Keeping this dangerous bacteria out of your foods and out of your body.
If you’ve ever dealt with food poisoning, you would probably prefer to never deal with it again. However, E. coli (Escherichia coli) isn’t your run-of-the-mill food poisoning. With the ability to potentially result in kidney disease in children and seniors, E. coli is one bacterium to avoid at all costs.
Get more about this easily spread bacteria and how you can keep it at arm’s length by reading below.
At the Root
E. Coli begins in an animal’s intestines and makes its way to humans through a variety of means. Most often, the bacteria show up in two types of food: undercooked ground beef and raw vegetables. However, it can be found in most any food and can even make its way into your water.
In order to be infected with E. coli, all you have to do is eat or drink infected food or drink. You can also contract the bacteria by coming in contact with a person who has E. coli. If infected and the bacteria remains in your intestines, you may not have any negative side effects. On the other hand, if it makes its way to your blood stream, you can expect to have the typical food poisoning symptoms. There will be diarrhea; nausea and vomiting; and cramping, pain, and tenderness in your abdomen. For rare cases in which your symptoms last more than a week or so, contact your physician to ensure you aren’t at risk for further complications.
Don’t want to wind up with life-stopping diarrhea? No problem. With a few easy steps you should be able to stay away from E. coli and avoid the embarrassing complications it could bring your way.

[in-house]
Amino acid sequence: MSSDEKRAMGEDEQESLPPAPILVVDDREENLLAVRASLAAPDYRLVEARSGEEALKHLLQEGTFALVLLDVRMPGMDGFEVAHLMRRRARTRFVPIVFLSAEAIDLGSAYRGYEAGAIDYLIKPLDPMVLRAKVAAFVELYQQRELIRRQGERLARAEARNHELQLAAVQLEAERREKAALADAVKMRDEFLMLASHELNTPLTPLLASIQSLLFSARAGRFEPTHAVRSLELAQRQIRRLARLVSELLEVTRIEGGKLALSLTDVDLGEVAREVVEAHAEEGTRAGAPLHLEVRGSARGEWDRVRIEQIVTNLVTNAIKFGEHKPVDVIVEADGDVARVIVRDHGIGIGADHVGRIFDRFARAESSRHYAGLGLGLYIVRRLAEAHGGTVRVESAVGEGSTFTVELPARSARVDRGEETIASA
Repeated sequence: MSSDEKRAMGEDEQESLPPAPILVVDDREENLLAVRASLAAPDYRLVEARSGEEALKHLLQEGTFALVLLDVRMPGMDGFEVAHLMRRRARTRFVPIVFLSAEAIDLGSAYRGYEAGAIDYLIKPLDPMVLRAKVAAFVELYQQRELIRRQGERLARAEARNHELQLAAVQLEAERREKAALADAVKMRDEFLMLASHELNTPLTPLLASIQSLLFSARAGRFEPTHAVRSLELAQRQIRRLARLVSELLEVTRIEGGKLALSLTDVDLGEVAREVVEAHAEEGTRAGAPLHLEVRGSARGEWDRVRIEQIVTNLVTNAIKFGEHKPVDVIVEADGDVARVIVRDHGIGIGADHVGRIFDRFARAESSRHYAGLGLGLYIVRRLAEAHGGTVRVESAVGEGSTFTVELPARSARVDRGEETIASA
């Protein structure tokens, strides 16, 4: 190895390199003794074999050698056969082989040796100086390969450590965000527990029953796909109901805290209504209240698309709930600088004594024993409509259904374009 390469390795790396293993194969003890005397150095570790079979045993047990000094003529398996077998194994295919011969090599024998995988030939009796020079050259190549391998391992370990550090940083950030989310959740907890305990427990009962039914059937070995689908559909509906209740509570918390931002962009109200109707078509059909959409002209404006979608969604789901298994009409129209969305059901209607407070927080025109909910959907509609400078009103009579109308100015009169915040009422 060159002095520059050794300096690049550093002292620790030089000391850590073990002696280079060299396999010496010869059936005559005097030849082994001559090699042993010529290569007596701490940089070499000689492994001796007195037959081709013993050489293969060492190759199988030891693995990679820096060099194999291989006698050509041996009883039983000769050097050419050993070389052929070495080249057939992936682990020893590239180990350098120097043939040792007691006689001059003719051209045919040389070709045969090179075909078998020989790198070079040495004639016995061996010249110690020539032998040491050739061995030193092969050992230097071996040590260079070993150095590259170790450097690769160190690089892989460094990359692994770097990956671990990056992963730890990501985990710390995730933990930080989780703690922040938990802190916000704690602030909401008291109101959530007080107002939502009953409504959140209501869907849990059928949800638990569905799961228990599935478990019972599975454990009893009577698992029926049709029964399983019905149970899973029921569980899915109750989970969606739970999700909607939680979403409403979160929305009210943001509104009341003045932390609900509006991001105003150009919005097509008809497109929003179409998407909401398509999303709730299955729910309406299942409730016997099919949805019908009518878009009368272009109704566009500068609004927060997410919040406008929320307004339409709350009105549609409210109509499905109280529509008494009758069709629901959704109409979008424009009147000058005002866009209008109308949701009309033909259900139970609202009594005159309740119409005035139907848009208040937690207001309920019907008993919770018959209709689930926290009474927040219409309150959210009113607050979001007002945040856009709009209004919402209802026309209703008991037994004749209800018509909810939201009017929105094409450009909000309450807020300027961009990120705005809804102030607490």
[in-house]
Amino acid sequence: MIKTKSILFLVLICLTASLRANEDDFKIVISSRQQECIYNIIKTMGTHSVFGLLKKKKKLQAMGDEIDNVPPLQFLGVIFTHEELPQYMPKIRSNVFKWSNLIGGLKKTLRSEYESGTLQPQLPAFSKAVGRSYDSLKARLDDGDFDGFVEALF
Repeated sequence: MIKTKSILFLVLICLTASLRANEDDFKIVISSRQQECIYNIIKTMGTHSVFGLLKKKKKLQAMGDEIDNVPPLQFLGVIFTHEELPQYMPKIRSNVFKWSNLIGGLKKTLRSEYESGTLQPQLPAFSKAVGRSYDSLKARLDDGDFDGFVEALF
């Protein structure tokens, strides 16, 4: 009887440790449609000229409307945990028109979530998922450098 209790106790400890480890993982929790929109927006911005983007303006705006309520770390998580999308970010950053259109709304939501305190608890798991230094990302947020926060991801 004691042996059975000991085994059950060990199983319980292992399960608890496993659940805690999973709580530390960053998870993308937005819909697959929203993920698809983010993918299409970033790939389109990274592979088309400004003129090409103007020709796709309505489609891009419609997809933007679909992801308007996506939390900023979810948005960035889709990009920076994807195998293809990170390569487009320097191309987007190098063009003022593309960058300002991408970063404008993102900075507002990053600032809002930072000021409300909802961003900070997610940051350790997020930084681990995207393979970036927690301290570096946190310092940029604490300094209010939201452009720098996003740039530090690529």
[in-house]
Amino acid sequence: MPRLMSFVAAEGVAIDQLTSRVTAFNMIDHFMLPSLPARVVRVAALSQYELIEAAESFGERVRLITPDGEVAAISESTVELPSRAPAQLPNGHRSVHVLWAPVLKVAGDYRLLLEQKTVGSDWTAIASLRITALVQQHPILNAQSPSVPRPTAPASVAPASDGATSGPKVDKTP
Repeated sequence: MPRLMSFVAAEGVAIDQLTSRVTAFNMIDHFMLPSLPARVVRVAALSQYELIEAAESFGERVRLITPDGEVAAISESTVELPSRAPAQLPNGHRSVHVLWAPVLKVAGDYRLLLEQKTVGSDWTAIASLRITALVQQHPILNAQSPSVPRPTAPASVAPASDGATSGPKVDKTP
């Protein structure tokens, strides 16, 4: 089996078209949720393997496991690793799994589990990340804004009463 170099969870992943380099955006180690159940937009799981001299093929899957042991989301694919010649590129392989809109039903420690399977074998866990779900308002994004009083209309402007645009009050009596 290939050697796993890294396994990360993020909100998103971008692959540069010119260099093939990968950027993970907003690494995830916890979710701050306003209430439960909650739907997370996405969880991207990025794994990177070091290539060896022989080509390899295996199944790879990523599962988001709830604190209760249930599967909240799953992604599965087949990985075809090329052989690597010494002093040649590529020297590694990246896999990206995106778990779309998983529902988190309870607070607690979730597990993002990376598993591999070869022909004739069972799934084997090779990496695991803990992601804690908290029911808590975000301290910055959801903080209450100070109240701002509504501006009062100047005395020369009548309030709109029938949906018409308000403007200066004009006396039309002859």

To avoid E. coli, you’ll need to…
…keep raw foods away from each other and away from the table. To be fully effective at this, always use hot water to wash plates, cutting boards, and utensils that come in contact with raw foods of all kind. You should also avoid preparing food on any surface that will be used for eating.
…stay away from hamburgers that aren’t cooked thoroughly. Sure, you may love your hamburger to be bleeding on your plate, but you’ll have to forego your preference for safety if you want to avoid E. coli. In fact, you should only go for burgers that are brown all the way through to ensure there isn’t a hint of E. coli on your dinner menu. Can’t stand the thought of a completely browned hamburger? Stab your burger with a meat thermometer and make sure it registers at least 160 degrees Fahrenheit (71 degrees Celsius).
…scrub down your raw produce with force! Quickly rinsing off fruits and vegetables may make you feel better when cooking, but it could leave you feeling awful after eating. To get rid of every strain of E. coli that may be hiding in your produce, you’ll need to thoroughly wash your produce before using it to cook or eating it raw.
…go with pasteurized drinks. Though you can’t completely avoid E. coli in drinks, anything that has been pasteurized is less likely to house E. coli. Juices, milks, and ciders often come pasteurized. Drinking these instead of their unpasteurized competitors helps you fend off E. coli infections.
Another Best Practice
In addition to carefully cooking all of your food properly and drinking pasteurized milk, wash your hands frequently to reduce your risk for contracting and passing on E. coli from and to those with whom you come in contact on a daily basis.